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Transfer On Death Deed: Watch Out

Minnetonka MN Probate Attorneys

When a person buys a house, a real estate deed is signed and filed in the county registrar which effectively transfers the ownership of the property. When this happens, the person buying the house becomes the owner and the house becomes part of their estate.

When this person dies, the usual process is that the house is distributed to a beneficiary according to the provisions of that person’s will. The will is brought to probate for the court to oversee the distribution of the estate. If the house is owned by a trust in a revocable trust estate plan, then it will be automatically transferred to the trust beneficiaries without the need for probate.

But houses can be transferred upon death without probate even if it’s not part of a revocable trust. This is through the transfer on death deed.

What is a Transfer on Death Deed?

A transfer on death deed is an actual real estate deed that adds a beneficiary designation to a real estate property. It functions the same way that beneficiary designations work in bank accounts and insurance policies that transfer the assets upon the death of the owner. With a transfer on death deed, the house can avoid probate and be automatically transferred to the named beneficiaries.

Important Things to Consider Before Creating a Transfer on Death Deed

It sounds easy enough to draft and file a transfer on death deed. But doing it without the assistance of an estate planning attorney can defeat its purpose. So people should be very careful about what they do in their transfer on death deed.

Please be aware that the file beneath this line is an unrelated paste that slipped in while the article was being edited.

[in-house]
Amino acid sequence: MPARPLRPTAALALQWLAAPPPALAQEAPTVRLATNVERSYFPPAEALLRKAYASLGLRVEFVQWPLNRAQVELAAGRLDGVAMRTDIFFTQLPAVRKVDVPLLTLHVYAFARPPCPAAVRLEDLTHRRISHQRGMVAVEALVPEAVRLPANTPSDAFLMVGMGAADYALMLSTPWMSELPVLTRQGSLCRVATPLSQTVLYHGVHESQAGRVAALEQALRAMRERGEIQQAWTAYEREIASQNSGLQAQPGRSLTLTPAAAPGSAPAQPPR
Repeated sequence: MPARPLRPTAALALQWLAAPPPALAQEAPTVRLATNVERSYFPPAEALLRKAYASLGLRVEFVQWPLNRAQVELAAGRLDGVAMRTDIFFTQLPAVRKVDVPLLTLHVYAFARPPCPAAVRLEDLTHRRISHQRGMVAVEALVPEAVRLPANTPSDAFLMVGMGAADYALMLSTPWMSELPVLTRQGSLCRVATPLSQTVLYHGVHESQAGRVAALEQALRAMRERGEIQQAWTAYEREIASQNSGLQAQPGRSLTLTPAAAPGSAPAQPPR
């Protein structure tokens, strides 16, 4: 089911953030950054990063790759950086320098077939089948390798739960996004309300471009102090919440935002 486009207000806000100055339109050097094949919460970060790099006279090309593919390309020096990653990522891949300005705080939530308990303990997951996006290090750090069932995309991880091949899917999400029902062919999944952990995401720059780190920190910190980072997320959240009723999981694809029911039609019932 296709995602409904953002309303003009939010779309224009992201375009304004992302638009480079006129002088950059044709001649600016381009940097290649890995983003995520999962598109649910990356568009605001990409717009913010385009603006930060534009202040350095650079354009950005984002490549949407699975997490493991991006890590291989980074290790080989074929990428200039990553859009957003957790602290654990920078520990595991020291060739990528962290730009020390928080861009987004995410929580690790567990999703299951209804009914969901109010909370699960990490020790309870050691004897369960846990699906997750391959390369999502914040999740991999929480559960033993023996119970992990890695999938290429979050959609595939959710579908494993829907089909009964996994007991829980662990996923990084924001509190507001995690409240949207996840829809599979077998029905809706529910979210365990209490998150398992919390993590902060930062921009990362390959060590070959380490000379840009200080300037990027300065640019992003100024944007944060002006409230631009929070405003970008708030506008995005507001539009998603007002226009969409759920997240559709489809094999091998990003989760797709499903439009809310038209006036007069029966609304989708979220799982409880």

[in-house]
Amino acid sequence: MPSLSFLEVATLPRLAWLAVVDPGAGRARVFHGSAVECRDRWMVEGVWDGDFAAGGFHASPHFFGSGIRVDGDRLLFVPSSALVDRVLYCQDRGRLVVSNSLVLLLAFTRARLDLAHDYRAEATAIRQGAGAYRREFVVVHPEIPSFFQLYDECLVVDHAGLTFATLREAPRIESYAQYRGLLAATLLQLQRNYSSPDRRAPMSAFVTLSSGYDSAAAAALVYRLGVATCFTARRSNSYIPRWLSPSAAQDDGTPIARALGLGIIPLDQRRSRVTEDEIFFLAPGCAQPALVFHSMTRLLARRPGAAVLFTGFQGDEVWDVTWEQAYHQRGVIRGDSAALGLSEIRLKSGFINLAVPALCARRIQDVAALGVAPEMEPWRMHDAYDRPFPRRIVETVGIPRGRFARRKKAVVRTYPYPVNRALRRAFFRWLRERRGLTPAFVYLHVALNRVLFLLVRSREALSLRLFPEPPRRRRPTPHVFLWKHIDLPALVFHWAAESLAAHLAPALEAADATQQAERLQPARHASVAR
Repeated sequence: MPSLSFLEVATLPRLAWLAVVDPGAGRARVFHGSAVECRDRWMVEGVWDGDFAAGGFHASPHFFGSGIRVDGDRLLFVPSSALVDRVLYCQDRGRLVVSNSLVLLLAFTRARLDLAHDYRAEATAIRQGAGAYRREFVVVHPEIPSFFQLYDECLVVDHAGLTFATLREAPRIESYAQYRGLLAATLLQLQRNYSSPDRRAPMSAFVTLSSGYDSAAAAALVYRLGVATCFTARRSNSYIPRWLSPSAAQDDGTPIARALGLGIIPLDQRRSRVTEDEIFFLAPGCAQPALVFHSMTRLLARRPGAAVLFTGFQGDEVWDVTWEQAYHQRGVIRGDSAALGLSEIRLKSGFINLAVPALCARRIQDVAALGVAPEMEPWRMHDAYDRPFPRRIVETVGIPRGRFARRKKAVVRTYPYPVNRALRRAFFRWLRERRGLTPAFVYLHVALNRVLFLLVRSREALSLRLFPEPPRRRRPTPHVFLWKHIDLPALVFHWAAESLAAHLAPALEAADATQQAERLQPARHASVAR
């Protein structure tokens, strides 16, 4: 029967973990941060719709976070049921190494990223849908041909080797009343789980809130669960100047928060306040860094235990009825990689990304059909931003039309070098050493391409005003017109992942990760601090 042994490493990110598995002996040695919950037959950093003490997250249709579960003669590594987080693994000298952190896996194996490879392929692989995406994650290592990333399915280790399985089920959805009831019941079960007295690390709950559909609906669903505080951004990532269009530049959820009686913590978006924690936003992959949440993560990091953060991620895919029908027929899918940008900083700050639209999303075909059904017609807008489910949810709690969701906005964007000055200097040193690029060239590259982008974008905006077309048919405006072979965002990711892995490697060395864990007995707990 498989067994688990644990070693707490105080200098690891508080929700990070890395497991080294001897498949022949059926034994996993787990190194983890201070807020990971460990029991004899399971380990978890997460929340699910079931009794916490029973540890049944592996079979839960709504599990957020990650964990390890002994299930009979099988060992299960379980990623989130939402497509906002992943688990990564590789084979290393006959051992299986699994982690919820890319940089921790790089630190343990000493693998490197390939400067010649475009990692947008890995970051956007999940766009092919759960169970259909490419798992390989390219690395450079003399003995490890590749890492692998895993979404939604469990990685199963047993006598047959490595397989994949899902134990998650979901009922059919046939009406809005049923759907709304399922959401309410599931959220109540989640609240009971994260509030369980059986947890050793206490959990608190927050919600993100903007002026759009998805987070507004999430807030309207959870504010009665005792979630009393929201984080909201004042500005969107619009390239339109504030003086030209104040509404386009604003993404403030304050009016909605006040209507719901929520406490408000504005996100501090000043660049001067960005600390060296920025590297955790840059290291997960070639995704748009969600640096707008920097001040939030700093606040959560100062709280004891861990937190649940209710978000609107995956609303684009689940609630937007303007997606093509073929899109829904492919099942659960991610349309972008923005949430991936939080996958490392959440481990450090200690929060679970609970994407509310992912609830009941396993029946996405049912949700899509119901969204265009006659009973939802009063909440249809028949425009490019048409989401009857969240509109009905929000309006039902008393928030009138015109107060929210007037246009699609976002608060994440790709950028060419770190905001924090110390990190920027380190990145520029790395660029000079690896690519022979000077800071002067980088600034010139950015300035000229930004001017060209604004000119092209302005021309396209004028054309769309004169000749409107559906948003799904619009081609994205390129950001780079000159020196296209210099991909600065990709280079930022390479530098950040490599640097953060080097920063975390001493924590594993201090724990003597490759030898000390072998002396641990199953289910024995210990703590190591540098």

1. Only one person should be named in the beneficiary designation

Ideally, only one person should be named the beneficiary in a transfer on death deed. This makes the process more seamless because only one person has to sign the deed and it creates a definite beneficiary when it’s time for the ownership of the house to be transferred. Naming a lot of people, such as the spouses and kids, can delay the process and make it difficult to get all the parties to cooperate on the real estate deed.

2. Can the beneficiary pay for the expenses of maintaining the property?

Transfer on death deeds are very good options for straightforward transfers. It helps the house avoid going through the process of probate. But there are also instances when a transfer on death deed is not the ideal option, such as if the beneficiary cannot afford the expenses of maintaining the property. Sometimes, it’s better to sell the property and give the beneficiaries the cash instead.

3. Do you really need a transfer of death deed?

Transfer on death deeds may seem attractive at first, especially because they can help the house avoid probate. But if you really think about it, this type of setup does not allow for a lot of backups. Only one beneficiary should be named on the deed. So in case the single beneficiary doesn’t survive the person creating the deed, it can mess up the whole transfer.

Although transfer on death deeds are practical tools and can be very useful, there are also severe limitations on them that can be potentially destructive. It’s important for people to be careful with transfer on death deeds and consider if they really need or want it in the first place. And if they do, they should do it with the help of an attorney.

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